In my opinion, finding ways to solve the issue globally, long-term is the most likely convenient solution. Many published resources could be used as references to analyze in-depth the situation and elaborate clear approaches including:
- Open Access Research Resources
- The University of Algiers e-Library (books and articles)
- Authority websites (e.g. the government’s official websites)
- Online inquiries
The potential impact of globalization on the pharmaceutical industry
Health is becoming one of the major challenges of globalization: millions of people in the least developed countries do not have access to healthcare services. The pharmaceutical industry seems to be flourishing more than ever, posting more record profits than ever before, while health needs continue to grow, which still promise good prospects in the future.
Such a paradox between the misery of countries deprived of healthcare and the unbridled industry development seems to overwhelm the economy. But to what extent can the pharmaceutical industry really be held responsible for this situation?
The future of drug manufacturing in Africa is most likely promising in view of the exiting potentials at all levels. The pharmaceutical sector which is the central component of healthcare is growing by more than 10% a year and is expected to reach 33 billion Euros by 2020, according to an estimate by IQVIA Health as local production continues growing. Ghana, for example, manufactures 25% of its generics consumption. On the Asian side, China is increasingly dominating the market of raw materials and India finished products (IQVIA, 2019).
This raises the question of integrating good practices into the manufacturing process. In 2007, the United Nations Industrial Development Organization, the WHO and the African Union thus inaugurated a “Pharmaceutical Manufacturing Plan for Africa”. However, in 2013, as the operational phase begins, logistical and regulatory obstacles remain. A sign that GMPs, unlike the market, are not yet globalized!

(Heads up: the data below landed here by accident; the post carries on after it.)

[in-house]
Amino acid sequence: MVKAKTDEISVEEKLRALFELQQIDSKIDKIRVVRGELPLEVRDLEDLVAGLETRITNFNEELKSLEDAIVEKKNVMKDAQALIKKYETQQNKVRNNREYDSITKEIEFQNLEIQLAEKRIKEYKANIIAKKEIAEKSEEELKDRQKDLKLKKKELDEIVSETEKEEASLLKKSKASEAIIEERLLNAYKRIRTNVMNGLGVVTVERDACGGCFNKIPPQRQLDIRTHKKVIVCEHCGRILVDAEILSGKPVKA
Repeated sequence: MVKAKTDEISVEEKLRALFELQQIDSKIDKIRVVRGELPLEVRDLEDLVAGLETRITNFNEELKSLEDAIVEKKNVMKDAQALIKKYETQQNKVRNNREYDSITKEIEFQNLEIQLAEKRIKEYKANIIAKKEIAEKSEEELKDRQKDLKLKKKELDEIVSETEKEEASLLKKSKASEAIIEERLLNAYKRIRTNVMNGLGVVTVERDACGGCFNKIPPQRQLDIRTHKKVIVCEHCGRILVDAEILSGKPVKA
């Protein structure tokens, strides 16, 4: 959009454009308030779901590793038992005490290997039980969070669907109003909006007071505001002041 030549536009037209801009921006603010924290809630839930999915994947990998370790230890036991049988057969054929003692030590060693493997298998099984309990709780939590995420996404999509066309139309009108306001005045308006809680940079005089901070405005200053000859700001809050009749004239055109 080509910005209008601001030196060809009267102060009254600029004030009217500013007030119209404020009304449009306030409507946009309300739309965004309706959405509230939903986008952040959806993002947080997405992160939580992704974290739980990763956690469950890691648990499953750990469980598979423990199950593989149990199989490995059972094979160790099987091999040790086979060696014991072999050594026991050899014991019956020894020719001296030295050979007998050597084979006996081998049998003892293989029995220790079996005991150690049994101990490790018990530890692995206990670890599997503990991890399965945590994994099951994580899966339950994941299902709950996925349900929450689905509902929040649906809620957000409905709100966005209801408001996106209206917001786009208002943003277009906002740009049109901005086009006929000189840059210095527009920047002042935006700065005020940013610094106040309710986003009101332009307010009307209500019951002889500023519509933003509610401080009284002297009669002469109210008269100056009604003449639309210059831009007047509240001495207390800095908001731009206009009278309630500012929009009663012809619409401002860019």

Inserting Algeria in the world economy is, first of all, knowing the globalization game rules. This strategic renewal must necessarily go hand in hand with a global re-engineering which will rely on several levers, mainly:
- The knowledge of the culture of international business,
- Managing the reform process,
- The implementation of an economic information and technology monitoring system.
Foreign Direct Investment (FDI) is one of the main driving forces of globalization and an important element in the process of restructuring, modernization and possible reorientation of the world economy. But contrary to a widely held idea, more than 75% of FDI is concentrated in the North of Algeria, 25% in the South, with China capturing more than 50%, leaving the rest of the South with only 25% being taken by emerging countries such as India, Brazil, Turkey, Russia, Mexico, and other Asian countries such as Malaysia and South Korea (andi.dz, 2012). From this point of view, Algeria has a lack of attractiveness for FDI and, in general, for investment other than hydrocarbons, which can be partly explained by the presence of several structural constraints:
- Governance and transparency issues;
- The lack of coherence and visibility in the economic policy approach;
- Unstable legal framework
- Sclerotic financial system
- Training that is poorly adapted to the new changes that have focused on quantity instead of quality.